Let's start with a mini thought experiment. Think back ten years, and fill in the following headlines:
- President _____ just announced __________.
- A new technology about ___________ promises to __________.
- The most valuable company in the world is _____________ because of its advantages in ___________.
Maybe you have a great memory and easily filled in those blanks, or perhaps you did a quick internet search. Either way, it is possible to arrive at answers. The past is knowable.
Now, consider answering the same set of questions ten years from now. What methodologies and thinking processes would you use? How confident do you feel about your responses?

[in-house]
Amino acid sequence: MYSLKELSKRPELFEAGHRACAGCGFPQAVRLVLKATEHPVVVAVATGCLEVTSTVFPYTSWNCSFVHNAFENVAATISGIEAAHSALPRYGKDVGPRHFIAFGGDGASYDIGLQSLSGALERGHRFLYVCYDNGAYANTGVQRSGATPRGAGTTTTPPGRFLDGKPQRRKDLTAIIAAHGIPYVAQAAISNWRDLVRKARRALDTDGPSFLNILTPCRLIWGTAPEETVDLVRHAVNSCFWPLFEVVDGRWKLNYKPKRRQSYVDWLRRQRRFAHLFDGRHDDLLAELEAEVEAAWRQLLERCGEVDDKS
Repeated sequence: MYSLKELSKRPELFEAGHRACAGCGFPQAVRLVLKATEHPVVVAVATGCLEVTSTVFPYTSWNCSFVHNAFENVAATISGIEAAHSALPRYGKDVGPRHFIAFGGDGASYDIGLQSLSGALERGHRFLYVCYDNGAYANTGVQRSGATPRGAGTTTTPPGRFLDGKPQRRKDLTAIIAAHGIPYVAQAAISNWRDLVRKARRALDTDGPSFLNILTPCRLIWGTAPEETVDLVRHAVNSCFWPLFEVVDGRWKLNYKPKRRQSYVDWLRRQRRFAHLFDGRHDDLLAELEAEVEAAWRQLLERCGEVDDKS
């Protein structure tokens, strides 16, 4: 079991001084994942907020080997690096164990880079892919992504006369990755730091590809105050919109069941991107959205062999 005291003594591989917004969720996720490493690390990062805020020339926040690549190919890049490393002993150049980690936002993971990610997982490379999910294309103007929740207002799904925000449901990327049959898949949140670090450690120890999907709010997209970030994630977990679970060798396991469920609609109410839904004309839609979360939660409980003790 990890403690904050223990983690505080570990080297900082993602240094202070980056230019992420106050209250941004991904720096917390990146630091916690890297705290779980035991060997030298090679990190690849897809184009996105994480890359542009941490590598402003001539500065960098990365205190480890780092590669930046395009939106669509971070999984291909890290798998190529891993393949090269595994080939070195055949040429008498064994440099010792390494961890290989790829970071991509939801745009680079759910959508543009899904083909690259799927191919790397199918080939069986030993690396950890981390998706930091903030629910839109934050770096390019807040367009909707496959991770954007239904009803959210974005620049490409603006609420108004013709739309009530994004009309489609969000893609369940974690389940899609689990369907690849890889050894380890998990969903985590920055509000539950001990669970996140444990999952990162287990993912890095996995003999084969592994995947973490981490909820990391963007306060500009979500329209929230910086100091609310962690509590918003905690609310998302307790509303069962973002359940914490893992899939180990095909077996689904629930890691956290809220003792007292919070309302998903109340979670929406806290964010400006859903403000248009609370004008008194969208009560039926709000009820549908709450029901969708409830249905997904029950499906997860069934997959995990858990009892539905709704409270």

You may have felt a little uneasy thinking about how to answer those questions in a future context. How could you know the answers? How could anyone know? There are no facts about the future.
In a world of increasing volatility, uncertainty, complexity, and ambiguity—the “VUCA” world coined by U.S. military planners more than 30 years ago—the idea of predicting anything may feel like folly. And the days and decades ahead promise to deliver more VUCA than ever. It's likely that this present moment may be the least VUCA of days to come.
And yet, leaders must make decisions every day with incomplete, unknowable, and unreliable information. Leading in an increasingly VUCA world will require a new set of skills. We must think and act like futurists.
While none of us—not even the greatest AI—can ...